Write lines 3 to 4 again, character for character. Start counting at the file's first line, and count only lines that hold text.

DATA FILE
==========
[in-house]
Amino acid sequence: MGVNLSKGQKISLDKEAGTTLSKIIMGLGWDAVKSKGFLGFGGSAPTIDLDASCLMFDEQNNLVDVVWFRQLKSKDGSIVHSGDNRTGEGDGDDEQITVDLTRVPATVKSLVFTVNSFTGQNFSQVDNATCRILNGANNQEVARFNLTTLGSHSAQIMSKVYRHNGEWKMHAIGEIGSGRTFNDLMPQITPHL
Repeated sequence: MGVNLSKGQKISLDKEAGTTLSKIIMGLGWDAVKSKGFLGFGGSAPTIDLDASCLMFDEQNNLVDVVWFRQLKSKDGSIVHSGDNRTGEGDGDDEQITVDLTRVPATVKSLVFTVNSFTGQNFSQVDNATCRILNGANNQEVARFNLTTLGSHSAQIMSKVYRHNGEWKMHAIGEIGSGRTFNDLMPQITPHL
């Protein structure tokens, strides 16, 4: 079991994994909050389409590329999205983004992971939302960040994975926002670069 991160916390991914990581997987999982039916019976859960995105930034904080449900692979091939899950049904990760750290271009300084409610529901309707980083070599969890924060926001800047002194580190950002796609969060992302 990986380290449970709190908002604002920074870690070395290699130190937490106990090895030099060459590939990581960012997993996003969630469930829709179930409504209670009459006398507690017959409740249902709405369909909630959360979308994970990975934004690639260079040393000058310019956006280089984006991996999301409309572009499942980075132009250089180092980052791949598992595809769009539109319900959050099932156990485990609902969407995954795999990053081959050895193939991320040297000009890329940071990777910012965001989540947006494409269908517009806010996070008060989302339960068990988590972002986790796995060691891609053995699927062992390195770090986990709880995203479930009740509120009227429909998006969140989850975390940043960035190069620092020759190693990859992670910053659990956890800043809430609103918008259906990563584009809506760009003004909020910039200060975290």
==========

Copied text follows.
Repeated sequence: MGVNLSKGQKISLDKEAGTTLSKIIMGLGWDAVKSKGFLGFGGSAPTIDLDASCLMFDEQNNLVDVVWFRQLKSKDGSIVHSGDNRTGEGDGDDEQITVDLTRVPATVKSLVFTVNSFTGQNFSQVDNATCRILNGANNQEVARFNLTTLGSHSAQIMSKVYRHNGEWKMHAIGEIGSGRTFNDLMPQITPHL
């Protein structure tokens, strides 16, 4: 079991994994909050389409590329999205983004992971939302960040994975926002670069 991160916390991914990581997987999982039916019976859960995105930034904080449900692979091939899950049904990760750290271009300084409610529901309707980083070599969890924060926001800047002194580190950002796609969060992302 990986380290449970709190908002604002920074870690070395290699130190937490106990090895030099060459590939990581960012997993996003969630469930829709179930409504209670009459006398507690017959409740249902709405369909909630959360979308994970990975934004690639260079040393000058310019956006280089984006991996999301409309572009499942980075132009250089180092980052791949598992595809769009539109319900959050099932156990485990609902969407995954795999990053081959050895193939991320040297000009890329940071990777910012965001989540947006494409269908517009806010996070008060989302339960068990988590972002986790796995060691891609053995699927062992390195770090986990709880995203479930009740509120009227429909998006969140989850975390940043960035190069620092020759190693990859992670910053659990956890800043809430609103918008259906990563584009809506760009003004909020910039200060975290």